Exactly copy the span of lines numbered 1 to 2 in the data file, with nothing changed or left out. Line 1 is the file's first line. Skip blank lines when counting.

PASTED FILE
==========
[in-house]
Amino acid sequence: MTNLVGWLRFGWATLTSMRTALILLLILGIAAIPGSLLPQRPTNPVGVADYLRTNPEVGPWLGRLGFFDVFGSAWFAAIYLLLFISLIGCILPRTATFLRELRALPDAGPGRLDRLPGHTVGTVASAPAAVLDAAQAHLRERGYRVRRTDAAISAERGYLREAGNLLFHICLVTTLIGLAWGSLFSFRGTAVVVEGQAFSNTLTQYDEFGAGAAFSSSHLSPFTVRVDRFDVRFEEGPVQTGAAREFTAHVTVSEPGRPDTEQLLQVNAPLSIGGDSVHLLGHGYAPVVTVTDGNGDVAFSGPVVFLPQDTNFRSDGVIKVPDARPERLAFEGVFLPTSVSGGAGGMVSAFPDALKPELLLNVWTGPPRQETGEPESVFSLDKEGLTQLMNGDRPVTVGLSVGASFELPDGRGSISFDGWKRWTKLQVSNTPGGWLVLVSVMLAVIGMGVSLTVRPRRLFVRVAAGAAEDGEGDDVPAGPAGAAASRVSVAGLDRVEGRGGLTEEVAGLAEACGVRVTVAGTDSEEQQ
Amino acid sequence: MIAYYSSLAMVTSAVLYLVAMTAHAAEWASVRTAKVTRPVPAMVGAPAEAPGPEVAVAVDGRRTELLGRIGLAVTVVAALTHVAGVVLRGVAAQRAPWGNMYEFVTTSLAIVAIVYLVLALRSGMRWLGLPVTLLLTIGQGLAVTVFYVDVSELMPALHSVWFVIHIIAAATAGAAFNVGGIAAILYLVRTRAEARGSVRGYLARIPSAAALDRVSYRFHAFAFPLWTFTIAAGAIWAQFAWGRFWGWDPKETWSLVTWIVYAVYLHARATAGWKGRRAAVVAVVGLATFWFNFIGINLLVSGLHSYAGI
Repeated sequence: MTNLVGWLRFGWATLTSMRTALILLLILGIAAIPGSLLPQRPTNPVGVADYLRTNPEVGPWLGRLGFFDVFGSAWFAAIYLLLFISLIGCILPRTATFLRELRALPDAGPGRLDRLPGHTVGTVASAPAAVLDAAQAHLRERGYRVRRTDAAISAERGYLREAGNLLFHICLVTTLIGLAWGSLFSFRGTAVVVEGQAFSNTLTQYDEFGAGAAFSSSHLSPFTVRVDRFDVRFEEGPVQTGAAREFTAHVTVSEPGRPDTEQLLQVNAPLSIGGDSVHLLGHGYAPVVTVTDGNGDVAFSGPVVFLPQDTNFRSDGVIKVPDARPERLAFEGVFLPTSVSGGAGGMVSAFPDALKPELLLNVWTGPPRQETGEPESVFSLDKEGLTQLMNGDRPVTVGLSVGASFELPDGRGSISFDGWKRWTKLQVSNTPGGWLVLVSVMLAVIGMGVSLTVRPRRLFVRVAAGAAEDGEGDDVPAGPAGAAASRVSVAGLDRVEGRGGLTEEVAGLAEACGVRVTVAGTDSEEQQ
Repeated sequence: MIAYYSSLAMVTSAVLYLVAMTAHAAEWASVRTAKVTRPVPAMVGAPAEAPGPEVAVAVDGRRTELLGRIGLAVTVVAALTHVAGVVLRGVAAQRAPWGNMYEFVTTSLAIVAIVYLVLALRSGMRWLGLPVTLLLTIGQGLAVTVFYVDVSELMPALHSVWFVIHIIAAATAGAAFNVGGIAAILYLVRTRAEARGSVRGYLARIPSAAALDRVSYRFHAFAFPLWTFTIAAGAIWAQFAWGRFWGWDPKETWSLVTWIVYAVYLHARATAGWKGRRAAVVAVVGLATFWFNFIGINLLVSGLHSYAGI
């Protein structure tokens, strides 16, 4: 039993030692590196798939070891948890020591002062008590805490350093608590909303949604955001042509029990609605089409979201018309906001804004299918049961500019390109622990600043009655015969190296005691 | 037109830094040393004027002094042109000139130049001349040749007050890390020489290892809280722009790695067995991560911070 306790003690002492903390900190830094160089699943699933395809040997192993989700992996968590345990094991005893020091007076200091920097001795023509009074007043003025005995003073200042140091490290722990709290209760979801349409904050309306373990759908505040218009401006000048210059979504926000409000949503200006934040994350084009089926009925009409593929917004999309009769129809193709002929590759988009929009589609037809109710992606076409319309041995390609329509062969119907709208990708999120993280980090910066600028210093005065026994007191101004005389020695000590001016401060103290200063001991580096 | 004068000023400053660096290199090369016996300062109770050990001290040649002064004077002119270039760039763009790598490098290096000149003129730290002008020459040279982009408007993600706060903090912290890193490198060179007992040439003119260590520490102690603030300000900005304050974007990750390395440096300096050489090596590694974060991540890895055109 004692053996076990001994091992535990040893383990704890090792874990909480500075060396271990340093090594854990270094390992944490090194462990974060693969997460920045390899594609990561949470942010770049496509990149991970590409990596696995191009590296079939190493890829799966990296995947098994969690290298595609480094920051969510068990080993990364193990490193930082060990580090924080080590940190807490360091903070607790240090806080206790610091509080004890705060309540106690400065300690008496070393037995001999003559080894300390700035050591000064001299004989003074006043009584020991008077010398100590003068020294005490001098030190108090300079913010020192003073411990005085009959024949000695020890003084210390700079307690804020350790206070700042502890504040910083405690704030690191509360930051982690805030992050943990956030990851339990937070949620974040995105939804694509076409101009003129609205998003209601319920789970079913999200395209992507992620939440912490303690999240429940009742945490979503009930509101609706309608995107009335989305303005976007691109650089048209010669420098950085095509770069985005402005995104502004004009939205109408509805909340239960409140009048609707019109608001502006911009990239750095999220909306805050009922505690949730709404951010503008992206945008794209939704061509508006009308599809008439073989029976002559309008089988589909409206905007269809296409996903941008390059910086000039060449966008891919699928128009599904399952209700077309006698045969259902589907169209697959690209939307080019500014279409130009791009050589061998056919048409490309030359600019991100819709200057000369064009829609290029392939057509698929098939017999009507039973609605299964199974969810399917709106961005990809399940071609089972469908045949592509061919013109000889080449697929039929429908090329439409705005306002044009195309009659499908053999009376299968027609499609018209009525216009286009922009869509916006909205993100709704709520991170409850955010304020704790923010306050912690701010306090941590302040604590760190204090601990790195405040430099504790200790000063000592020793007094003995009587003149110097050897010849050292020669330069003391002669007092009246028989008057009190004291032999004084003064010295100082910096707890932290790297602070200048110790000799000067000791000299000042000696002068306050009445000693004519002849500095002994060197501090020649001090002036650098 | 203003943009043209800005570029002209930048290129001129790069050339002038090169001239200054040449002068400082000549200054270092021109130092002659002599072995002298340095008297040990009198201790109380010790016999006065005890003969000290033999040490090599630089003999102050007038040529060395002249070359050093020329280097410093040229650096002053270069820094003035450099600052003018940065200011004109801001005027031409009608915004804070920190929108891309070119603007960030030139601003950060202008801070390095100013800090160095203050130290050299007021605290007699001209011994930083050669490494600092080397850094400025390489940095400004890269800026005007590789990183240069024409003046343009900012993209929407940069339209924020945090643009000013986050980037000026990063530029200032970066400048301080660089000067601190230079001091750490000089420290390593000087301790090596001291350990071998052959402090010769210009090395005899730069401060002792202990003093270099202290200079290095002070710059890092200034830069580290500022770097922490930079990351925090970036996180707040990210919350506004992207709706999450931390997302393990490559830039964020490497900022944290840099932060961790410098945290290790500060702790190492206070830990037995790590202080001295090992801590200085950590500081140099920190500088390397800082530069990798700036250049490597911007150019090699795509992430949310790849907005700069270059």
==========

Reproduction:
[in-house]
Amino acid sequence: MTNLVGWLRFGWATLTSMRTALILLLILGIAAIPGSLLPQRPTNPVGVADYLRTNPEVGPWLGRLGFFDVFGSAWFAAIYLLLFISLIGCILPRTATFLRELRALPDAGPGRLDRLPGHTVGTVASAPAAVLDAAQAHLRERGYRVRRTDAAISAERGYLREAGNLLFHICLVTTLIGLAWGSLFSFRGTAVVVEGQAFSNTLTQYDEFGAGAAFSSSHLSPFTVRVDRFDVRFEEGPVQTGAAREFTAHVTVSEPGRPDTEQLLQVNAPLSIGGDSVHLLGHGYAPVVTVTDGNGDVAFSGPVVFLPQDTNFRSDGVIKVPDARPERLAFEGVFLPTSVSGGAGGMVSAFPDALKPELLLNVWTGPPRQETGEPESVFSLDKEGLTQLMNGDRPVTVGLSVGASFELPDGRGSISFDGWKRWTKLQVSNTPGGWLVLVSVMLAVIGMGVSLTVRPRRLFVRVAAGAAEDGEGDDVPAGPAGAAASRVSVAGLDRVEGRGGLTEEVAGLAEACGVRVTVAGTDSEEQQ